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The City of Charlotte has established a Citizens Advisory Group to consider various regulatory and financial incentives seeking to encourage private sector development of affordable housing. At the initial public meeting held September 15, 2011, staff from Neighborhood & Business Services and the Charlotte-Mecklenburg Planning Department provided an overview of these incentive-based strategies. A citizen advisory group is being sought to address the regulatory strategies and its process is scheduled to begin September 29, 2011. To sign up for this Citizen Advisory Group, please contact Bryman Suttle at 704-336-8325. You can also follow the process at www.charlotteplanning.org.
At City Council’s upcoming zoning meeting this Monday night, a public hearing will he held on the first phase of the proposed Residential Design Guidelines (RDS). These proposals, which you can review HERE, will address setback flexibility, breezeway regulations, restrictions on lots with high-voltage utility transmission structures, and the elimination of an option to request a side-yard reduction to from 5 feet to 3 feet.
REBIC worked successfully with city staff over the past few months on these proposals, and nearly all our concerns with the ordinance language were addressed. Our only remaining issue is the proposal to eliminate the option to reduce side yards to 3′, which we believe would serve as a disincentive for larger SWIM buffers and could raise the cost of housing in some cases.
The more objectionable aesthetic design provisions in the RDS package, including a prohibition on blank walls on corner lots, a “Snout House” prohibition and a Neighborhood Conservation Overlay, will go back to Stakeholder review in the next few weeks, and are expected to come before Council early next year. Committee members felt that the City should move forward with these provisions in light of SB 731’s inability to get a floor vote in the State House. REBIC will continue to voice our strong opposition to these design provisions as they move back through the Stakeholder process.
If you’re interested in speaking on the Phase 1 proposals, the hearing will begin Monday night, September 19, at 6 p.m. in the Council chambers. But be prepared for a long wait, as this item is the last on a rather lenghty zoning agenda.
When City Council adopted a policy in late 2001 to promote the development of Assisted Multi-Family Housing around Blue Line rail stations, it planned on revisiting it within two years to determine whether it had been effective. Now, nearly a decade later, city staff is finally getting around to it – and a quick analysis shows there is much more work to be done. To date, 79 rezonings have occurred along the South transit corridor, totaling 355 acres. More than 2,100 housing units have been constructed along the line, with another 4,500 in the pipeline. But of those units, only 180 are below-market, assisted product. A meeting last month with development industry representatives produced some ideas on how to revise the policy to help spur increased development of assisted housing in transit corridors, including:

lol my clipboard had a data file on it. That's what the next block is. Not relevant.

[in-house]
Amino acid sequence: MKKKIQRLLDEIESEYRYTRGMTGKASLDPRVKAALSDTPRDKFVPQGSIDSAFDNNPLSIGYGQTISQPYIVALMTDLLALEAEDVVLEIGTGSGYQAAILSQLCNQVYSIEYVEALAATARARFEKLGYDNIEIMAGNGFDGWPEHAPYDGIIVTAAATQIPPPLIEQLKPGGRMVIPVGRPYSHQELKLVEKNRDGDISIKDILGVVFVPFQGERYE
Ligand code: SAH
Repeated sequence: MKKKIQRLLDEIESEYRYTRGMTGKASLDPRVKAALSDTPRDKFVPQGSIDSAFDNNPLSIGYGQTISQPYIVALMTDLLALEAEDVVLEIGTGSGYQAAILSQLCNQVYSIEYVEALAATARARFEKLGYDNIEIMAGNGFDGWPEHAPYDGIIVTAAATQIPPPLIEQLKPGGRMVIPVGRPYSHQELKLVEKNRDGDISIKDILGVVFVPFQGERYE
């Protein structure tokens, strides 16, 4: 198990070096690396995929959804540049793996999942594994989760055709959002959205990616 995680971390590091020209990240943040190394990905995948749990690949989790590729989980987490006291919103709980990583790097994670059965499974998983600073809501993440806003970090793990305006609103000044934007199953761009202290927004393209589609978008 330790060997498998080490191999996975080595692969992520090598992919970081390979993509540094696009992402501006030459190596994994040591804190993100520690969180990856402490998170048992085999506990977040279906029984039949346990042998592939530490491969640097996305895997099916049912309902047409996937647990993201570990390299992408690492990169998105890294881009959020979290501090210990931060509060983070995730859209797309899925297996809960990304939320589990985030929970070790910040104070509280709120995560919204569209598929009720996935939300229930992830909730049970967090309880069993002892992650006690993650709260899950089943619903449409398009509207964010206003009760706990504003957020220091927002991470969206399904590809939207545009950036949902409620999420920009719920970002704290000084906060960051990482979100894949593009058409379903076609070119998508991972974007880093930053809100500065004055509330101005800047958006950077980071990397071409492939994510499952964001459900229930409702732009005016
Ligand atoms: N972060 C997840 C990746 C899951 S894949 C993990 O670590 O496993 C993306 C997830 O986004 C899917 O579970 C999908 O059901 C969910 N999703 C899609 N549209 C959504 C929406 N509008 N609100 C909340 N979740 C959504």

- Expanding the transit station radius to a half-mile
- Removing the maximum percentage of affordable units in a
multi-family, mixed-income development
- Removing the required minimum densities for a transit corridor development
- Focusing on achieving mixed-income housing within a transit station area instead of within individual developments.
City Council’s Housing & Neighborhood Development (HAND) committee discussed the policy at its meeting on September 7, and will revisit it again in October before making recommendations to Council. You can find a copy of the staff presentation on this topic HERE.
Charlotte’s four-year-old Post-Construction Controls Ordinance could undergo a minor facelift in the next few weeks – and the changes would be good news for developers. In response to a growing number of variance requests, the city’s storm water staff has proposed expanding a mitigation fee option for redevelopment sites citywide on a two-year trial basis. If adopted, this means any redevelopment project over one acre in size could elect to pay a $90,000-per-acre mitigation fee in lieu of installing expensive water quality controls on site. The option is currently only available for those projects built in transit corridors or areas designated as “distressed business districts.” While the proposed mitigation fee is high, it is often significantly lower than the full cost of on-site PCCO compliance, particularly for small, infill projects.
The proposal has been predictably lambasted by the environmental lobby, which claims it will lead to further degradation of urban streams by allowing developers greater leeway to “pay to pollute.” But REBIC supports the proposal as an important step toward encouraging increased redevelopment of in-town sites and the subsequent revitalization of neighborhoods. We also support an accompanying proposal to remove the natural area requirement from the PCCO, as it would consolidate all tree preservation requirements under the city’s Tree Ordinance.
The City Council’s Environment Committee debated the changes during their meeting last month, after hearing testimony from REBIC, the Storm Water Advisory Commission, the Tree Commission, and local tree advocate Rick Roti. The committee will take up the issue again at its next meeting on September 26, and is expected to take a vote at that time before forwarding the issue back to the full Council. REBIC is strongly encouraging all our members to make their voice heard on this important issue, and we’re doing everything we can to make it easy for you to do so. Just CLICK HERE for more information on how to help.